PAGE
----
Historian Ronald H. Spector, drawing on declassified intelligence files, an abundance of British and American archival material, Japanese scholarship and documents, and the research and memoirs of scholars, politicians, and the military men, presents a thrilling narrative of American war in the Pacific.
Spector reassesses U.S. and Japanese strategy and offers some provocative interpretations. He shows that the dual advance across the Pacific by MacArthur and Nimitz was less a product of strategic calculation and more a pragmatic solution to bureaucratic, doctrinal, and public relations problems facing the Army and Navy. He also argues that Japan made its fatal error not in the Midway campaign but in abandoning its offensive strategy after that defeat and allowing itself to be drawn into a war of attrition.
Combining impeccable research with electrifying detail, Spector vividly recreates the major battles, little-known campaigns, and unfamiliar events of this brutal 44-month struggle. He reveals that the U.S. had secret plans to wage unrestricted submarine warfare against Japan months before Pearl Harbor and demonstrates that MacArthur and his commanders ignored important intercepts of Japanese messages that would have saved thousands of lives in Papua and Leyte. He skillfully takes the reader from top-secret strategy meetings in Washington, London, and Tokyo to distant beaches and remote Asian jungles with battle-weary GIs. Throughout, Spector contends that American decisions in the Pacific War were shaped more often by the struggles between the British and the Americans, and between the Army and the Navy, than by strategic considerations. Revealing what really happened in the course of a conflict that ended with the most deadly air raid ever, this contribution to WWII history adds a new dimension to our understanding of the people and forces that determined its outcome.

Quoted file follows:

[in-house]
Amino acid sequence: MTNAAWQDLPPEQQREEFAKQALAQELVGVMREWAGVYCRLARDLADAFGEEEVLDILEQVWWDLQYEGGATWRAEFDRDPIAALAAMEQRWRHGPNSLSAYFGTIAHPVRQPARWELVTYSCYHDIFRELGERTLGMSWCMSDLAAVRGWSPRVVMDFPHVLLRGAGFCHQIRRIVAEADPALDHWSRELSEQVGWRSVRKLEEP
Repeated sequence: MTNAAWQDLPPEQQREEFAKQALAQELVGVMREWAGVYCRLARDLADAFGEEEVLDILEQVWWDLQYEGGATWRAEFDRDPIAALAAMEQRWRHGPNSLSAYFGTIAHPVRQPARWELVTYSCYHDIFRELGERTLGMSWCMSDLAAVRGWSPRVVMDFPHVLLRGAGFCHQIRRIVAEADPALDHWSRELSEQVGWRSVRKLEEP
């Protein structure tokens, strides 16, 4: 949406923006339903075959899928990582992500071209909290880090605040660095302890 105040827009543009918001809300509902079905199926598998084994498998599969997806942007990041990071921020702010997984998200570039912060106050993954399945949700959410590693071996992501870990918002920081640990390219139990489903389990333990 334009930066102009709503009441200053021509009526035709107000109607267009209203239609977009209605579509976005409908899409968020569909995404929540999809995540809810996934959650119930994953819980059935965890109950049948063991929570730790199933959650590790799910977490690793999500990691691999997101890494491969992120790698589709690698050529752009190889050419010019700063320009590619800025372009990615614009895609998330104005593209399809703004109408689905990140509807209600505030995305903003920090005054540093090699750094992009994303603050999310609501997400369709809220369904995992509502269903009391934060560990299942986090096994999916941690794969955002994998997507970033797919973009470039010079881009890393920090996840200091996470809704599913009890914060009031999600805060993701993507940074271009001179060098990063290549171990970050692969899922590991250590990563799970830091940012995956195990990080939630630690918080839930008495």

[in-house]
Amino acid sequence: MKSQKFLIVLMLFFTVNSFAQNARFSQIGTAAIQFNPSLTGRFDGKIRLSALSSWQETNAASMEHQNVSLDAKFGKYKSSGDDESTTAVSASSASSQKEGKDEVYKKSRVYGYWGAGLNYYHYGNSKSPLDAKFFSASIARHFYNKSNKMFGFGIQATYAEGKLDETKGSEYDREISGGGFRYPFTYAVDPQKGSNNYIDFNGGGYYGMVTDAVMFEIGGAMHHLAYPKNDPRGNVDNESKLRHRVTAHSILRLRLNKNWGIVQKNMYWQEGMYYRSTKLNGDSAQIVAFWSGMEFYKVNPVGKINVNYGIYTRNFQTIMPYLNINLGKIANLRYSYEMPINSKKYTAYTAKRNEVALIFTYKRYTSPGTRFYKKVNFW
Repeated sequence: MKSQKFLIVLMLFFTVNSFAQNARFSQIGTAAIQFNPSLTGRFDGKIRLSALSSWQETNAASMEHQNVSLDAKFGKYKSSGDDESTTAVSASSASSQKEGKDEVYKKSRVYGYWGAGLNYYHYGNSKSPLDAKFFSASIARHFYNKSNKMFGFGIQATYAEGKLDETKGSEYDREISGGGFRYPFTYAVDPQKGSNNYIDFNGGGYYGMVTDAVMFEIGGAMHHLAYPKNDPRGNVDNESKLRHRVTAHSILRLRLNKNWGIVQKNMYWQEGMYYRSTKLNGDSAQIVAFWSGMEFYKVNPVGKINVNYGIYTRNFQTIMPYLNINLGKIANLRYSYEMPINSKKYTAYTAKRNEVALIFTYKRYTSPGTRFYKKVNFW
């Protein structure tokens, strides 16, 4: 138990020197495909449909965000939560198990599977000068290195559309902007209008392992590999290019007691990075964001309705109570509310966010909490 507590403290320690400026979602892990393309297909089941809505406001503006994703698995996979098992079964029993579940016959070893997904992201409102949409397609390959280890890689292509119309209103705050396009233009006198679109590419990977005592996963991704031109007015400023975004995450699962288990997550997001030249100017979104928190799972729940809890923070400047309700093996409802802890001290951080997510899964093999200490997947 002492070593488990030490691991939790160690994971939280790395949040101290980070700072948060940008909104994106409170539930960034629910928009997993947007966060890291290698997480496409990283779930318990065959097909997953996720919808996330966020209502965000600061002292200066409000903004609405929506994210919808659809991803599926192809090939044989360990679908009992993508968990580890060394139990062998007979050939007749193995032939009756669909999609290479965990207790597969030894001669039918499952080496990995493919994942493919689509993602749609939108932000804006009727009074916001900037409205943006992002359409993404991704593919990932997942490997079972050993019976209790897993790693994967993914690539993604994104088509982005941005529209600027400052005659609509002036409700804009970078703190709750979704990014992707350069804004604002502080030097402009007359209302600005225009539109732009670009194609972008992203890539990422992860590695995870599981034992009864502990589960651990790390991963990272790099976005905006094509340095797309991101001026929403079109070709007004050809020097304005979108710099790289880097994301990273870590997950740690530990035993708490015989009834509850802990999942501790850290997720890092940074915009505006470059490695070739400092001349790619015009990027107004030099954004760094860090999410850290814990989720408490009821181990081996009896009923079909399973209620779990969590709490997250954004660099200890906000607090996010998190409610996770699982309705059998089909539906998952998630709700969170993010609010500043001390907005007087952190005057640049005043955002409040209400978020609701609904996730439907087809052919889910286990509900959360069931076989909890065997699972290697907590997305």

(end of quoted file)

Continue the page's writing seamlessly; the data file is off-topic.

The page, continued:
Ronald H. Spector is an award-winning scholar of modern military history and has taught at the National War College and the US Army War College. A frequent contributor to scholarly journals, his publications include In the Ruins of Empire: The Japanese Surrender and the Battle for Postwar Asia and After Tet: The Bloodiest Year in Vietnam. He is professor of history and international affairs at the Elliott School of International Affairs at The George Washington University.
"Spector has done the impossible and done it with dazzling brilliance. Mining a warehouse of material with absolute control, he has produced a superbly readable, insightful, gripping, unbiased one-volume history of the American-Japanese war that is at the same time a glorious celebration of the American spirit." —Clay Blair, Washington Post Book World
"The best one-volume history of that complex conflict. . . . No future book on the Pacific war will be written without paying due tribute to Eagle Against The Sun." —Drew Middleton, The New York Times
"Excellent. . . . Likely to be for a long time to come the standard, comprehensive history of the Pacific Ocean War." —Russell E. Weigley, Distinguished University Professor of History, Temple University